With a rash of recent publications in the mainstream media, it’s clear that the first stage of the Occupy Student Debt campaign has been accomplished: to raise awareness and make this a national issue. Now it’s time to start working on promoting the solutions to debt that the media still shy away from: Jubilee, free public higher education and transparent private sector financing.
I’m going to give three examples of student debt becoming more visible, two of which are personal in the Occupy tradition of representing yourself first and foremost. My awareness of student debt was raised when Ruth Gilmore, as president of the American Studies Association, challenged us to find out more about how our students worked (for money) and their levels of debt. My eyes were opened to the crisis around me.
Even before OWS, I had crafted what I’d now call a community agreement with my students, stressing attendance and participation, week-long “due dates” on assignments, giving credit for collaborative projects, having no cumulative assessments and so on. I think it has proved very successful, judging from the evaluations. Nonetheless, let’s be clear: debt is an educational crisis, one in which the experience of financing is the dominant one of “college,” not learning. I’m close to a point where I can’t envisage how to do this ethically at all.
These stories were the starting point for the TEDx talk I gave a few weeks ago. Here’s the video, which you’re welcome to use although the quality of the sound and images is not quite as high as I would have hoped.
The next item across the media transom is an essay by Thomas Franks in the current issue of Harper’s Magazine (paywall). Franks tells the now familiar story of student debt for the mainstream liberal audience of Harper’s. Then he gives it a twist. He quotes an anecdote from David Graeber, in which Graeber describes how one of his former students is now working as an escort on Wall Street to pay back her student debt. She’s literally getting screwed by the system. Franks ends the piece with a quote from what remains the most accessed post in my writing project:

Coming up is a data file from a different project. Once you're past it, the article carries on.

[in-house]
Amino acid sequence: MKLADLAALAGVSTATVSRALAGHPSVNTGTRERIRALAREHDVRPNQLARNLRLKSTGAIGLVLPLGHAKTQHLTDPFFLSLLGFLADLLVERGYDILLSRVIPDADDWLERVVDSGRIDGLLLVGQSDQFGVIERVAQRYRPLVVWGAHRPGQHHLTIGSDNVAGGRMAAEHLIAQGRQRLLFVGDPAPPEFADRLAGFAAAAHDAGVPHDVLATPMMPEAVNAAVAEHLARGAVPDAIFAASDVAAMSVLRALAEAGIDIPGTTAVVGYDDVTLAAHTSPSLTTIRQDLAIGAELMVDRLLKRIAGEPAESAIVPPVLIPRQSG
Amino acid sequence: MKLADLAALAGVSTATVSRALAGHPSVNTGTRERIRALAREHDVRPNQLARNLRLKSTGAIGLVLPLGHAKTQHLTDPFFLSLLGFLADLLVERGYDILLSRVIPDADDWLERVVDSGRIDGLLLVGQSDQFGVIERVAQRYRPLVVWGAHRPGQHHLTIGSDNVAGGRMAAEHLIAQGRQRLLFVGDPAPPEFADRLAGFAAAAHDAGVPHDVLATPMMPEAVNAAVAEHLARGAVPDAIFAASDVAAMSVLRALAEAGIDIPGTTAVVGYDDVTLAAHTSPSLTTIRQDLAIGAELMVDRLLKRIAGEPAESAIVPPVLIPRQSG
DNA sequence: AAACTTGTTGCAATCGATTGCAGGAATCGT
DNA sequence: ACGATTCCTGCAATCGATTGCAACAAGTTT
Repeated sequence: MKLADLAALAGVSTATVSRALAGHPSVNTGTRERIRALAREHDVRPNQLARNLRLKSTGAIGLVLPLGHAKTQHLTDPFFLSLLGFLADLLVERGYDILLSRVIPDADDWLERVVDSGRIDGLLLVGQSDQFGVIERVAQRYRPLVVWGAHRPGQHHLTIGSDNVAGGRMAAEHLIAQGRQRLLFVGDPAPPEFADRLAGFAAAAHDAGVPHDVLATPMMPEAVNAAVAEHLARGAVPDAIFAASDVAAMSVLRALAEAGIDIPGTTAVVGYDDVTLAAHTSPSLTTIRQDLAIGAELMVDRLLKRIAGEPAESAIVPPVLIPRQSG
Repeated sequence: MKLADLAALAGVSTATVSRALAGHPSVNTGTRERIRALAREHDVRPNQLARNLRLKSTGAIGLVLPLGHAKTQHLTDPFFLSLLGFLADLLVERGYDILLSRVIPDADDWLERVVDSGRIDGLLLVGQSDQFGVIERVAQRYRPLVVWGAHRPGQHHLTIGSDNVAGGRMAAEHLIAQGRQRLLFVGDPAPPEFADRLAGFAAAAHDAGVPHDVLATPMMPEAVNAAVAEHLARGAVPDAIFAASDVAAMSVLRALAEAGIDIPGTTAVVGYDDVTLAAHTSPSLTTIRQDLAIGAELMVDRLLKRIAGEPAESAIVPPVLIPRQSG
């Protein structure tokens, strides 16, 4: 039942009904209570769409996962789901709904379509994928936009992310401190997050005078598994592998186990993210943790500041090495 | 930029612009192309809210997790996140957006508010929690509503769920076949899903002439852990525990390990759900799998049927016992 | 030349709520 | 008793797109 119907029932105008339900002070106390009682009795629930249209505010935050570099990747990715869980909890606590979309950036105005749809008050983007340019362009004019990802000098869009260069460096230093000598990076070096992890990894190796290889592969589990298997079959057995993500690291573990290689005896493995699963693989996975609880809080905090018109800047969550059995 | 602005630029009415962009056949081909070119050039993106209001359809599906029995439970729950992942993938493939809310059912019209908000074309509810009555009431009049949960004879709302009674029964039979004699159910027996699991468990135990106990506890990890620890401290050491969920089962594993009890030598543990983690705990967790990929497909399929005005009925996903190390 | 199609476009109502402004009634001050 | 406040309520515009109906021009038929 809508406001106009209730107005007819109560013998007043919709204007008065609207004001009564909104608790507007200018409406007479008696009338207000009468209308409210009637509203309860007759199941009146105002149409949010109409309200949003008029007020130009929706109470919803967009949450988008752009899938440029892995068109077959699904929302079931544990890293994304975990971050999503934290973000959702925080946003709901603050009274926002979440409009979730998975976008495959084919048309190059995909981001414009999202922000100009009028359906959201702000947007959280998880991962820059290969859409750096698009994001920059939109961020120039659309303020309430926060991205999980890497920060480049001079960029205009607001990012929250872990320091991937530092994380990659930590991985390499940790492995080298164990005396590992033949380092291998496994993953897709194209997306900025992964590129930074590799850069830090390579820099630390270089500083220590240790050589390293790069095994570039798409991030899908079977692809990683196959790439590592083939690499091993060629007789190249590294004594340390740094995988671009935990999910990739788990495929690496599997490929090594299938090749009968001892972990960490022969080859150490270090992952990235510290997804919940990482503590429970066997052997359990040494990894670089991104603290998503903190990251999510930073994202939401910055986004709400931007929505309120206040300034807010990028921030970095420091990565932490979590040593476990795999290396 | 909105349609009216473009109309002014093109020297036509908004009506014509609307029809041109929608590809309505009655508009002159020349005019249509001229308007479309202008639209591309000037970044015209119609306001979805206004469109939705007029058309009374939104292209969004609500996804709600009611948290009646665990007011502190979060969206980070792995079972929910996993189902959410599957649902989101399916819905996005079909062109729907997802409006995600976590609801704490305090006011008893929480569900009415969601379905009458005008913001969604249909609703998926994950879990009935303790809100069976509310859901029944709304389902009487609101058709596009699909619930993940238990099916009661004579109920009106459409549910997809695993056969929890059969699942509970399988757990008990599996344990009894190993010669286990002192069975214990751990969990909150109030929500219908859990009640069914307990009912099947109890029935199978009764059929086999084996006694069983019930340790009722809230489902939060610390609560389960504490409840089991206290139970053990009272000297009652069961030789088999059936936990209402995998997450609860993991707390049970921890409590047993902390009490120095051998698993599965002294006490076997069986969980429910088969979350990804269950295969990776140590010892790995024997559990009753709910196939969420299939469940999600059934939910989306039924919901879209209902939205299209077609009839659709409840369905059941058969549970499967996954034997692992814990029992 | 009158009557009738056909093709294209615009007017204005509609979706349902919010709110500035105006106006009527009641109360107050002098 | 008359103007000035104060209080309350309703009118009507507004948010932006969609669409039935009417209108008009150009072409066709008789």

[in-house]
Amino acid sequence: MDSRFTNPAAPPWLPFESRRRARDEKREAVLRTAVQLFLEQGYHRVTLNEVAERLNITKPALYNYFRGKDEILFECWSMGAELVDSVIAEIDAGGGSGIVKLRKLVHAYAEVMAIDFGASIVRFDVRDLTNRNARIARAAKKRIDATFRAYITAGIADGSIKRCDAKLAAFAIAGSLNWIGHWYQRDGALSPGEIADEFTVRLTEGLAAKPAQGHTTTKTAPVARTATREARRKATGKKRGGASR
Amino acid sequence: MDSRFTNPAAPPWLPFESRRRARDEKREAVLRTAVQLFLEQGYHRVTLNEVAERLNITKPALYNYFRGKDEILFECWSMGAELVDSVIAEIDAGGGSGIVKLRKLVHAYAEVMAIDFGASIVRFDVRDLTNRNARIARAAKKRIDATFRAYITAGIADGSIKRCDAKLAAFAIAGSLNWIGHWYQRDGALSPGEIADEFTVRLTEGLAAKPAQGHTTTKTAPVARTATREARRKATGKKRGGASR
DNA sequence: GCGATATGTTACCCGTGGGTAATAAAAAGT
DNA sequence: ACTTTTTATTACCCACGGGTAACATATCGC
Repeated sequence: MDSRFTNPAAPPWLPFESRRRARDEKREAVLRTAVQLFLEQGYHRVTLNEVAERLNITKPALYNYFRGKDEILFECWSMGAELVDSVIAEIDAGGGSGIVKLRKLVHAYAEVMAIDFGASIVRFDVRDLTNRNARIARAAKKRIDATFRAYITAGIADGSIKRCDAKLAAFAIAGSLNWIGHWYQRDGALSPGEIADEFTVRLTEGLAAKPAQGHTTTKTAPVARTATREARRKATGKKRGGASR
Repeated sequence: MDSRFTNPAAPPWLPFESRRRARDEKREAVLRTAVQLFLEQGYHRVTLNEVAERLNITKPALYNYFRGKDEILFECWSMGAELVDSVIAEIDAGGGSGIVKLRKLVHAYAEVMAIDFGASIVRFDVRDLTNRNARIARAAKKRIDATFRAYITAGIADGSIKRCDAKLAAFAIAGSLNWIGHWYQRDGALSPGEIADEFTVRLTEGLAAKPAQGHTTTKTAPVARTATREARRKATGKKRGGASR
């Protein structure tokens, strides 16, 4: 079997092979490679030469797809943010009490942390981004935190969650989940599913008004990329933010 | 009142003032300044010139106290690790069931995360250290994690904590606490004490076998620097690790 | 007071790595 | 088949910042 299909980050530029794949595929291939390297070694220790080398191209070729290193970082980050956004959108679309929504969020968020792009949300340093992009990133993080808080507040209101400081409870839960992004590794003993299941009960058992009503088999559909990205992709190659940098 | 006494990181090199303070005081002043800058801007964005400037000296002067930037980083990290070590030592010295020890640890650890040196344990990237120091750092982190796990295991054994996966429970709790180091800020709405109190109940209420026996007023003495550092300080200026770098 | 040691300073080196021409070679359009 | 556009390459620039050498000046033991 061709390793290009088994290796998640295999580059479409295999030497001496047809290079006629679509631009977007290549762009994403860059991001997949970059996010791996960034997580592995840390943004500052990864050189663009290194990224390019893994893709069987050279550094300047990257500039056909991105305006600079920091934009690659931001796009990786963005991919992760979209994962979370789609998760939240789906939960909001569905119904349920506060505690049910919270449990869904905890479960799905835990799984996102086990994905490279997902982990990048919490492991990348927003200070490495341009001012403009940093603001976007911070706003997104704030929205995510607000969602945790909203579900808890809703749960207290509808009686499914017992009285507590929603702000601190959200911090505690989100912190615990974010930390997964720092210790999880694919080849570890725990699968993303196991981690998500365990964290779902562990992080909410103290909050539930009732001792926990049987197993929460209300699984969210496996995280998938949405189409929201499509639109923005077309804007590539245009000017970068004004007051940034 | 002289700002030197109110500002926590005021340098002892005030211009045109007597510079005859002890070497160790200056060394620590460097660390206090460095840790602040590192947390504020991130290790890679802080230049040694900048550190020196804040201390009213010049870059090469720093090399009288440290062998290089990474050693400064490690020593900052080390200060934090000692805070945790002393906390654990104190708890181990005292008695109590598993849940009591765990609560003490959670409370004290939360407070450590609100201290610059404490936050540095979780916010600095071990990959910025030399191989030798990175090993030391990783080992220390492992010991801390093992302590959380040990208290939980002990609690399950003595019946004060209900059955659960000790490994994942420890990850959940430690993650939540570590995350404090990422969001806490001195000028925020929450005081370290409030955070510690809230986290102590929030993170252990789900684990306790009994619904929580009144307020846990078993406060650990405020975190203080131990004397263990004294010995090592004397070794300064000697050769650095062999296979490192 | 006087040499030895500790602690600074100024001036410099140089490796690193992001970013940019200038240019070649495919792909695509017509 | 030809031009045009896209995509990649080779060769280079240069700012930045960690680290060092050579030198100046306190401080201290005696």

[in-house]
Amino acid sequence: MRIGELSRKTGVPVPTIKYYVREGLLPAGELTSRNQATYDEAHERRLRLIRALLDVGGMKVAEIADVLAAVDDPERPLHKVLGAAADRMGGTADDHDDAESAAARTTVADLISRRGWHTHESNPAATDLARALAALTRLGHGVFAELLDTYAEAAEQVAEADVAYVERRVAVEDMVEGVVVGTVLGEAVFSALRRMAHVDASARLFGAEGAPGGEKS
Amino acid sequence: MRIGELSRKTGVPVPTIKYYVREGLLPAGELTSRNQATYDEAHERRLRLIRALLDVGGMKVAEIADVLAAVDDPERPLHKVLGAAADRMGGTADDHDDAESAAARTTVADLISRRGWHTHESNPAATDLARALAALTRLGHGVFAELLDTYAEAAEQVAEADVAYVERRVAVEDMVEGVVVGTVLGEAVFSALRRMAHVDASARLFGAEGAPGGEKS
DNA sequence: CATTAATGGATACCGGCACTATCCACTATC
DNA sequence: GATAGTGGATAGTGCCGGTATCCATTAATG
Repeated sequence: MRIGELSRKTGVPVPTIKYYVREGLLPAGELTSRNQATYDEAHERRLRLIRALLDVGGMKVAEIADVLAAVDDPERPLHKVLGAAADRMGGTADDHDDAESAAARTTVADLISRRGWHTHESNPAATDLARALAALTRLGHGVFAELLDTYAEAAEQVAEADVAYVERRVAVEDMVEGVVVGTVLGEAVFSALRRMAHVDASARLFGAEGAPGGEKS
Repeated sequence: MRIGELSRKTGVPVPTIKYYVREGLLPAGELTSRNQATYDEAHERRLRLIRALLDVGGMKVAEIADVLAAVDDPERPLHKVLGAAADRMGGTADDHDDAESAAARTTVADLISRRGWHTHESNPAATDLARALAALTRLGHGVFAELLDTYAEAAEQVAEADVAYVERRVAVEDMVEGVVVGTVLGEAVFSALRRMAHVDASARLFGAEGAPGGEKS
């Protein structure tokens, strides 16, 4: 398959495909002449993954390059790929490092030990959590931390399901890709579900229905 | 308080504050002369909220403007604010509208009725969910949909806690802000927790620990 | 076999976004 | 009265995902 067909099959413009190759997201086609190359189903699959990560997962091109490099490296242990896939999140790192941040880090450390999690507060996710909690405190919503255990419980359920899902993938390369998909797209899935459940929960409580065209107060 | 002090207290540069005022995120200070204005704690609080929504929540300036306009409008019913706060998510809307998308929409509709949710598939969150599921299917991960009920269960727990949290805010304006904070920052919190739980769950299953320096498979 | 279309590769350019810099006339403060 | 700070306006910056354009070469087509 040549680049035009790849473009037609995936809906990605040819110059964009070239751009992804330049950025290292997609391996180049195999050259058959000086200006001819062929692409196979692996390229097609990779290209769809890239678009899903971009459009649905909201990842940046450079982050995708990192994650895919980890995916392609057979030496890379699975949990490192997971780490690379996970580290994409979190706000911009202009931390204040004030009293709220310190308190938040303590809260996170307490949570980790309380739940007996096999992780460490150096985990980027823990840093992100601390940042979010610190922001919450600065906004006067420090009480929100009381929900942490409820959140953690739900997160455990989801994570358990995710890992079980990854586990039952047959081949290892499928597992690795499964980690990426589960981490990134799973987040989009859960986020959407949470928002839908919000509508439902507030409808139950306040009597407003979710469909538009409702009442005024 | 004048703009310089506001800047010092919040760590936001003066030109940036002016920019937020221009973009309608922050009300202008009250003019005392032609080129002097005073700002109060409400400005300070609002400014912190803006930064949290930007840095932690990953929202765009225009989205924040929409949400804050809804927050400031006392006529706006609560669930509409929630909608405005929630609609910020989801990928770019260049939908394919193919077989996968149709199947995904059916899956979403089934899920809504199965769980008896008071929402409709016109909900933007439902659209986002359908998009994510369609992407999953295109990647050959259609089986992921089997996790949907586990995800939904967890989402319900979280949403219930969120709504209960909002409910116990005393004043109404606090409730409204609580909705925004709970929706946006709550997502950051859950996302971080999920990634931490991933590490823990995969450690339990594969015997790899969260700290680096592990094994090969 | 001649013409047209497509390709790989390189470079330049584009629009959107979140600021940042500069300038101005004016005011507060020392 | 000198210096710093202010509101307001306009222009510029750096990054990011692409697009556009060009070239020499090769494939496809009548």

I used to say that in academia one at least did very little harm. Now I feel like a pimp for loan sharks.
What’s interesting about this citation is that when I used the line at an NYU faculty meeting, Andrew Ross, who’s been a lion-hearted organizer of Occupy Student Debt, took care to point out he didn’t quite want to go that far. Whereas I tend to go for it, Andrew looks to sustaining coalitions–so this is no knock on him. That was a few weeks ago. Now this quote is good enough to go into public libraries all over the country.
And if you have a Facebook you’ll know that the New York Times today published a long anecdotal article on student debt in their “please give us a Pulitzer Prize” format. The piece is fine at the level of showing how difficult it has become for many people to afford college. It’s strong on the J-School 101 theme “personalize the story” with wholesome, middle-class white kids from Ohio being used to illustrate the ongoing disaster that student debt has become.
It’s weak on analysis and deficient on political context. For example, it’s true that 3% of borrowers owe more than $100,000 as the Times says: would it not be more compelling to spell that out? One million people owe more than $100K. There’s a strange formulation about debt patterns at private schools, which range, they say from:
under $10,000 at elite schools like Princeton and Williams College, which have plenty of wealthy students and enormous endowments, to nearly $50,000 at some private colleges with less affluent students and less financial aid.
Anyone who knows anything about student debt knows that students at Ivy Leagues and elite schools can be just as way over their heads as people at other private institutions. I could give you stories from each of my own classes–see the TEDx above.
Even more bizarrely a federal official is quoted as suggesting that student debt is like the mortgage crisis:
Mr. Date likened excessive student borrowing to risky mortgages. And as with the housing bubble before the economic collapse, the extraordinary growth in student loans has caught many by surprise.
While student debt can and does ruin lives, it is almost impossible to default on in a permanent fashion. Lenders can and do take money from unemployment benefit and Social Security. There are no bankruptcy provisions for student debt and you can’t be foreclosed on. Default and delinquency rates are up, yes–but the lenders are doing so well out of the interest rates that they won’t ever really lose money.
It’s on solutions that the piece really falls down. It seems to suggest only that the costs of college be made clearer to applicants and that students need to make choices compatible with their resources not their aspirations. There’s a bit of a suggestion that states might want to raise their support for their higher education institutions and some thought from the Republican governor of Ohio that the universities are to blame for wanting to be good in all areas. Funny, I thought that was the point of a university.
Nowhere is there a discussion about activist calls for debt abolition, a Jubilee, free public higher education, a return to education as a top priority in private schools, private school accountability and the other goals of the Occupy Student Debt movement. Now we have to move quickly to advance that agenda so that pious lamentations about student debt don’t become an election year formula, crowding solutions out of public discussion.